And the Word became flesh and lived among us… (Jn. 1:14)
It was mid-December, and my friends at the jail asked if I would bring them a Christmas songbook. The following week I brought one with several choices. They immediately began to argue over which one to sing first until one guy said, “Stop wrangling. We’re going to sing them all. Let’s just start with ‘Silent Night.’”
They looked at me to lead them, but I said that one of them had to be the song leader. They began to look around the room, and then one of them said, “Shorty, get your [behind] out of bed. You’re our song leader.”
Shorty looked pretty sheepish about leading us, but the guys insisted. The moment he began, he took our breath away. He had one of the most tender tenor voices I’ve ever heard.
Pause for a moment to picture the scene. This wasn’t on Christmas Eve at church, when the lights get dimmed and everyone is dressed up in holiday attire. No, this was in a jail cell, with the lights glaring and everyone dressed down in their orange uniforms. Most of the guys were covered with tattoos and had been frequent flyers in the criminal justice system. This may have been one of the scruffiest choirs that have ever been assembled.
By the second verse, we all had stopped singing. We simply wanted to hear Shorty. By the third verse, everyone was crying.
Were the inmates crying for all they missed at home? Were they crying for mistakes they had made and the pain they had caused? Were they crying for the Baby Jesus to be born again in them?
Sometime during the month of December, I encourage us to find a time and place to sing ‘Silent Night.’ May we sing the carol into all the places, relationships, needs, hurts and desires where we need the presence of Jesus to be born again in our life.
If those inmates could sing that the Word, Jesus, became flesh in that place and in those circumstances, I trust that we can sing Jesus into all the places and circumstances where we need Him to be born again into ours.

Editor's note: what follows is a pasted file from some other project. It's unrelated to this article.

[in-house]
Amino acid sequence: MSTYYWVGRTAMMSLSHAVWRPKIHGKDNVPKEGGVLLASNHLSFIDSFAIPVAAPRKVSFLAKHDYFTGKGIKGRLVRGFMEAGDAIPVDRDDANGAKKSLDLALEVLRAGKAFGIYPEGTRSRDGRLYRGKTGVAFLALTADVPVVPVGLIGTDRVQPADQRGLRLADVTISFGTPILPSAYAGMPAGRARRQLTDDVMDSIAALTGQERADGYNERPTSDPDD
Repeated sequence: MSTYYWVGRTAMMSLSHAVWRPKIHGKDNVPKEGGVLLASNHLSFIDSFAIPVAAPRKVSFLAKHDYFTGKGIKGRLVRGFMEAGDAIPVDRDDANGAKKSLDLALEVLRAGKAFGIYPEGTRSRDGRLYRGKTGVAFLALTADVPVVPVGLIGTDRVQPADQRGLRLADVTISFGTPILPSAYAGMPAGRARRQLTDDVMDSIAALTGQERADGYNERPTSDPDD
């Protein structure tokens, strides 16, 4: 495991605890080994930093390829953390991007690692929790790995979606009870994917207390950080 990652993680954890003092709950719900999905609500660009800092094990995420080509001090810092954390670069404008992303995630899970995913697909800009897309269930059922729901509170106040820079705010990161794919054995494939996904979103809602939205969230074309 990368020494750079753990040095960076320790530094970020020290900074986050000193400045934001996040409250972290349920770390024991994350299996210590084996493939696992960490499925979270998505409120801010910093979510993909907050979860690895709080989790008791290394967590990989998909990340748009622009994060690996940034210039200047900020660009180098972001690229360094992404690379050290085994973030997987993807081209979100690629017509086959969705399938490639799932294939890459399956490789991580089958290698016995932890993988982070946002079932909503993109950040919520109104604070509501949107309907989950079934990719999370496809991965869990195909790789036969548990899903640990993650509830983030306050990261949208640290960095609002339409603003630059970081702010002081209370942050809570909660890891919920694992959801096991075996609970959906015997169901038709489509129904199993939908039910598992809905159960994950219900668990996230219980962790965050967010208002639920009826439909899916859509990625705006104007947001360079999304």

- Where do you need the presence of Jesus to be born again into your life and circumstances, your needs and desires, your losses and hopes?
- If you had been in the jail cell on the day I described, and if indeed—like me—you had cried along with the inmates, what would have elicited your tears?
- In your Christmas celebrations, what would it take for you to look for the presence of Jesus not just in the places you prepare and decorate but also in the unexpected, often messy, places?
2 thoughts on “A Time and Place to Sing ‘Silent Night’”
Well, this is different but Al and I went to St. Paul’s Christmas Eve service. At the end we sang Silent Night and it brought tears to realize that we had been singing that hymn together every year from our teen age years on. Sentimental memories. A bit different.
A Blessed Christmas Day to you Father Nutter,
Many’s the time, in Church, I’ll be listening to a song, and silent tears start to stream down my
face. I can no more stop them than I could a broken water faucet. I’ve always attributed this to
the absolute beauty of the song/hymn itself.
After reading your story, I now am inclined to believe this occurs at times of tribulations in my life.
I’m not consciously thinking of them, but Jesus has connected with me, as if to say, “I’m here my
Child…” & that’s what I’m truly hearing in the hymn/song. Otherwise, why would I cry on one occasion of hearing it and not others? I don’t know ~ I ‘ve cried at the beauty of a sunset as well!
Yours In Christ,